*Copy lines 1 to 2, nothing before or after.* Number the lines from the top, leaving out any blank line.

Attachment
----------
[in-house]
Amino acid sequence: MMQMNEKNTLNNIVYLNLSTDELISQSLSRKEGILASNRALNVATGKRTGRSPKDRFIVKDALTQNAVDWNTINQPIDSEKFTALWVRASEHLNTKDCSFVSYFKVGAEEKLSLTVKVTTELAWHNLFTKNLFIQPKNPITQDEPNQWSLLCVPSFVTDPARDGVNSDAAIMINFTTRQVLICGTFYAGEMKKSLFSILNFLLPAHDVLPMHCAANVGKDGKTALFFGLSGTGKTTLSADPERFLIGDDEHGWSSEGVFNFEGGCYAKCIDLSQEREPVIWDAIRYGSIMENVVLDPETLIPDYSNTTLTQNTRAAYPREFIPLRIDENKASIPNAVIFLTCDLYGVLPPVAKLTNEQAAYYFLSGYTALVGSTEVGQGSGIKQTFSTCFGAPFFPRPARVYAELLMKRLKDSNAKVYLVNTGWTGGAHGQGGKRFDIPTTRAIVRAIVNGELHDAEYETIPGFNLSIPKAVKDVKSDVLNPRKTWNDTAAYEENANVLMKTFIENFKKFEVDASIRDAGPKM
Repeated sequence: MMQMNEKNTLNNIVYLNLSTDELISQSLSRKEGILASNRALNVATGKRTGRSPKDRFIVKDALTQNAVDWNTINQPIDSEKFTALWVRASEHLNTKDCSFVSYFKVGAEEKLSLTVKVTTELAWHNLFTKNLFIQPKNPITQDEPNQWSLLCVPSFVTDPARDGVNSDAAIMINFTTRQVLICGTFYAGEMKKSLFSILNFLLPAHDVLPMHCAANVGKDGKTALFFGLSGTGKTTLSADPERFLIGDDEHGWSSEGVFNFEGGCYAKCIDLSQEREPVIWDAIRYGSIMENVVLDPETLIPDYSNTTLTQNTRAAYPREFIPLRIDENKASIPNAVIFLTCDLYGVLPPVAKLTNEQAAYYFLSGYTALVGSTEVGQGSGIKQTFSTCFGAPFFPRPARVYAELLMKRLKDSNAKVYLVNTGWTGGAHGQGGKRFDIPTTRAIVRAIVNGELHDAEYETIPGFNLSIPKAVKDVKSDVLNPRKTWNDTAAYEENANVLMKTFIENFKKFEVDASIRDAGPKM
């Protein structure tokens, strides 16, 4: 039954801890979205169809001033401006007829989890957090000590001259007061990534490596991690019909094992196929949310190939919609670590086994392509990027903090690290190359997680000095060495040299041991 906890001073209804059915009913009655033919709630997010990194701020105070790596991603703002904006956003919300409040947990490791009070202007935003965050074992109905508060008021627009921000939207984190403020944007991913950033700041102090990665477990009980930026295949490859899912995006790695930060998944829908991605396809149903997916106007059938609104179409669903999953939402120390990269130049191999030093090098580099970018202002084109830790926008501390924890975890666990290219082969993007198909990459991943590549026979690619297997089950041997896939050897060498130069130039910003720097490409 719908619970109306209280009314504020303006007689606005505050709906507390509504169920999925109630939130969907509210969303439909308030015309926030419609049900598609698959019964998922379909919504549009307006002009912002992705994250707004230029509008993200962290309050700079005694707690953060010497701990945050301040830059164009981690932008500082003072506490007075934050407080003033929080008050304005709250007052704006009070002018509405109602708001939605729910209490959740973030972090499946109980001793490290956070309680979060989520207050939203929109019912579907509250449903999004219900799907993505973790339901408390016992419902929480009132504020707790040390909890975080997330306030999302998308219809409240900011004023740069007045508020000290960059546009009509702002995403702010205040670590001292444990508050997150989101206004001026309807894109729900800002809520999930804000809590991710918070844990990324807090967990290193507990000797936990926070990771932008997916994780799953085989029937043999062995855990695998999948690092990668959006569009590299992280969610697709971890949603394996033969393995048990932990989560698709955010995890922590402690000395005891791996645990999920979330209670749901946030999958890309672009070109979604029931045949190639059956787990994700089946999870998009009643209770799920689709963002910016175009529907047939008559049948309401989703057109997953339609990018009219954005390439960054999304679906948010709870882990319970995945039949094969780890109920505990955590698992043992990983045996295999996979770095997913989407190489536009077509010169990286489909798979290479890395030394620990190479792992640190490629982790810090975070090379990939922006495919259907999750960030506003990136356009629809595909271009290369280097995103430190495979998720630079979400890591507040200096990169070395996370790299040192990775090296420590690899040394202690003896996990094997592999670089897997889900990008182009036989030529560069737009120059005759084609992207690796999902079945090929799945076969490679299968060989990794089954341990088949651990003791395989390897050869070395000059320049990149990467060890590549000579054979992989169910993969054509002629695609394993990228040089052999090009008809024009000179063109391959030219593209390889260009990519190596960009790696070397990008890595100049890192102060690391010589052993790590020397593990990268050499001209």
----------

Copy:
[in-house]
Amino acid sequence: MMQMNEKNTLNNIVYLNLSTDELISQSLSRKEGILASNRALNVATGKRTGRSPKDRFIVKDALTQNAVDWNTINQPIDSEKFTALWVRASEHLNTKDCSFVSYFKVGAEEKLSLTVKVTTELAWHNLFTKNLFIQPKNPITQDEPNQWSLLCVPSFVTDPARDGVNSDAAIMINFTTRQVLICGTFYAGEMKKSLFSILNFLLPAHDVLPMHCAANVGKDGKTALFFGLSGTGKTTLSADPERFLIGDDEHGWSSEGVFNFEGGCYAKCIDLSQEREPVIWDAIRYGSIMENVVLDPETLIPDYSNTTLTQNTRAAYPREFIPLRIDENKASIPNAVIFLTCDLYGVLPPVAKLTNEQAAYYFLSGYTALVGSTEVGQGSGIKQTFSTCFGAPFFPRPARVYAELLMKRLKDSNAKVYLVNTGWTGGAHGQGGKRFDIPTTRAIVRAIVNGELHDAEYETIPGFNLSIPKAVKDVKSDVLNPRKTWNDTAAYEENANVLMKTFIENFKKFEVDASIRDAGPKM